This post originally appeared at Getting Smart on February 26, 2015.
Recently I had the opportunity to learn alongside my seven-year old daughter, as we used the occasion of yet another snowed-in February day to scratch the itch of one of her many curiosities. Driven partly by me and largely by a friend at school, she’s been talking a lot lately about computers and how they work so we sat down together to try the Hour of Code. It was fun for the two of us to share a learning experience that we were both coming to completely new.
So many of our experiences alongside our children often involve us teaching them things that we ourselves have already experienced or mastered. It didn’t take long, however, before I realized the greatest lessons for me in that hour wouldn’t be about coding. What I gained that snowy afternoon was a set of new insights into how my daughter learns, what motivates her, what frustrates her and how my interactions either supported or discouraged her learning. I was floored by how much she was able to learn in just one hour–the same hour that could’ve instead been spent watching half a movie or playing another spirited round of tag with her sister through the house.
So what was it about that learning experience that made it so powerful?
- Learning is Personalized
- Learning is Competency-Based
- Learning Happens Anytime, Anywhere
- Learning is Student-Driven.
Because I work as an advocate for student-centered learning, I recognize that these four characteristics were definitely factors in contributing to her powerful learning experience with the Hour of Code. But how do these components translate to real classrooms and real teachers? Is it possible for teachers to create the same type of experiences for kids in schools and classrooms?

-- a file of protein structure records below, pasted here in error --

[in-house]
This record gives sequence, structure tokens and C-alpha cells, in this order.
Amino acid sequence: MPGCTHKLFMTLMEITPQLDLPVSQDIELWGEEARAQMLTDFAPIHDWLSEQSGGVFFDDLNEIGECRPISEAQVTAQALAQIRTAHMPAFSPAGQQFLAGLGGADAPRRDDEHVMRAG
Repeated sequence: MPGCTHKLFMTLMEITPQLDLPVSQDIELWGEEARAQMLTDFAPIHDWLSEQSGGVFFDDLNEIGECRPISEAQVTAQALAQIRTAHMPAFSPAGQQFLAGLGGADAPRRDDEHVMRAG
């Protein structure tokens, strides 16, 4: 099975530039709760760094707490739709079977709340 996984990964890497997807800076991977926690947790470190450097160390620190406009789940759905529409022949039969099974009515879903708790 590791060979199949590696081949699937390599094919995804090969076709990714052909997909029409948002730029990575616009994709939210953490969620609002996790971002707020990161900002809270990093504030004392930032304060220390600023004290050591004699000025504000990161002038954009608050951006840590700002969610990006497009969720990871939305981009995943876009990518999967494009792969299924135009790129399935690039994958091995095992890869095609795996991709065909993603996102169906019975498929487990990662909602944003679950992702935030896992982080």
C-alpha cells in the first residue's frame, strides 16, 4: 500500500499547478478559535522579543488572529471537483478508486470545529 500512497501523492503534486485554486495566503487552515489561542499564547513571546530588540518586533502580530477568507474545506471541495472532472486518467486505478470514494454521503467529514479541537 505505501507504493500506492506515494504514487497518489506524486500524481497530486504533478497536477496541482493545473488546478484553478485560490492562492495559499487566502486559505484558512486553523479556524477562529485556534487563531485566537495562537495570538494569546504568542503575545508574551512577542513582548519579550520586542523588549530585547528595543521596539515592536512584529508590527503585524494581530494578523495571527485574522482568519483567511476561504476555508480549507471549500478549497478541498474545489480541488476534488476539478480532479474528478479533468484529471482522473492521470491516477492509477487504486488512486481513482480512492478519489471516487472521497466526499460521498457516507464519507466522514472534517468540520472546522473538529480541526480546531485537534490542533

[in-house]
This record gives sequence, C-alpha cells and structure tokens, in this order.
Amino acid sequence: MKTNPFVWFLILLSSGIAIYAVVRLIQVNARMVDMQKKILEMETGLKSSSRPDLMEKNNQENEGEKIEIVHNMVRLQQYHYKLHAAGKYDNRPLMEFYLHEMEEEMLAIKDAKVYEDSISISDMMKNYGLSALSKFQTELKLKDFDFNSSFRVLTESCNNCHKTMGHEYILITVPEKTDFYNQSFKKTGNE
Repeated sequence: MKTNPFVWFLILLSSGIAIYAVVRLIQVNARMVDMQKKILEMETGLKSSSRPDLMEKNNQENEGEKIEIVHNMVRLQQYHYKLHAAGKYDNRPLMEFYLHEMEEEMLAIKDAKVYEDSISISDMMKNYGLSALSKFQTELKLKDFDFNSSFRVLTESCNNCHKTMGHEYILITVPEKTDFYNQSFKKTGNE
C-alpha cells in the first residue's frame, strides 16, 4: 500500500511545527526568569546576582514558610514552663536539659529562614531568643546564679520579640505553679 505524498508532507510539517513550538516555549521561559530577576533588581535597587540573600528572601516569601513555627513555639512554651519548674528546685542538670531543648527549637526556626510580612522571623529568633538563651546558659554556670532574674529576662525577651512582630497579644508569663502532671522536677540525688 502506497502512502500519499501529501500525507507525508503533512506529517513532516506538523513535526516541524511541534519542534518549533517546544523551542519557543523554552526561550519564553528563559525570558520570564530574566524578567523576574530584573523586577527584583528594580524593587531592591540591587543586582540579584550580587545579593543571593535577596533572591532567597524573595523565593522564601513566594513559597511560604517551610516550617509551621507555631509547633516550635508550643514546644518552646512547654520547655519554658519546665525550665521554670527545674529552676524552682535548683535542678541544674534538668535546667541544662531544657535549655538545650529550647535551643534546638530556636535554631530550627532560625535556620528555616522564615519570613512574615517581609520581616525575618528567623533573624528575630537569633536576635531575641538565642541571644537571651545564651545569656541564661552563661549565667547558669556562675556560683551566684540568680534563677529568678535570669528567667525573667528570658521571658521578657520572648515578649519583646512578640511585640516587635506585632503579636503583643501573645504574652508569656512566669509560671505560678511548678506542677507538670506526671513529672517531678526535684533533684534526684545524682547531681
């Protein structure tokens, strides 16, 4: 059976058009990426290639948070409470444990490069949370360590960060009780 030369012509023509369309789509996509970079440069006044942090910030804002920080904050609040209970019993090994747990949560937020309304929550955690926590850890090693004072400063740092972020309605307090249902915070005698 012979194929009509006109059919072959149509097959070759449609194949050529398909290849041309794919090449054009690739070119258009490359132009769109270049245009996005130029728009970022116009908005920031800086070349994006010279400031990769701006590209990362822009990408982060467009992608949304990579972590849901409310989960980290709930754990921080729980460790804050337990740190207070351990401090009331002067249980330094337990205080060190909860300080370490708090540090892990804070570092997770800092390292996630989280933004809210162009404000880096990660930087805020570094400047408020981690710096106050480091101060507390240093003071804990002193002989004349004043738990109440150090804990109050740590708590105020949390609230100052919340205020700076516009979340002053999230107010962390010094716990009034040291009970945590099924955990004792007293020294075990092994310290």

How can parents recognize student-centered learning?
Here’s my advice from the perspective as a mother of two school-aged children, a former classroom teacher and a current advocate for student-centered learning:
Students are in the driver’s seat.
There are a few key questions to ask to determine if your child is in the driver’s seat of their own learning.
- Do students move through content at their own pace and according to their own needs?
- Do they have opportunities to choose work that speaks to their own passions and interests and opportunities to learn outside of the traditional school day?
- Do they have what iNACOL’s Susan Patrick would call “voice and choice” when it comes to their learning?
- Is your child on a unique learning path or that s/he is marching through content with the rest of the pack?
- Is your child motivated, engaged and encouraged in a way that feels supportive of learning?
Teachers help plan the routes.
Your child’s teachers should know where your student currently is academically, where they’ve been and where they are going. Ongoing, meaningful assessment of knowledge and skills is essential to obtain insights needed to personalize learning. This knowledge generated from these assessments should inform your child’s learning experience. Good teachers have long known the importance of getting to know individual learners and differentiating instruction in this way. We’re big believers in the potential of technology such as adaptive learning tools and blended learning classroom models to help teachers efficiently gather and track powerful student data to inform their instructional path.
Chris Sturgis & Laurie Gagnon recently shared these helpful questions that can assist parents in better understanding the kind of assessments needed to make student-centered classrooms work.
- How has the school organized its learning and assessments?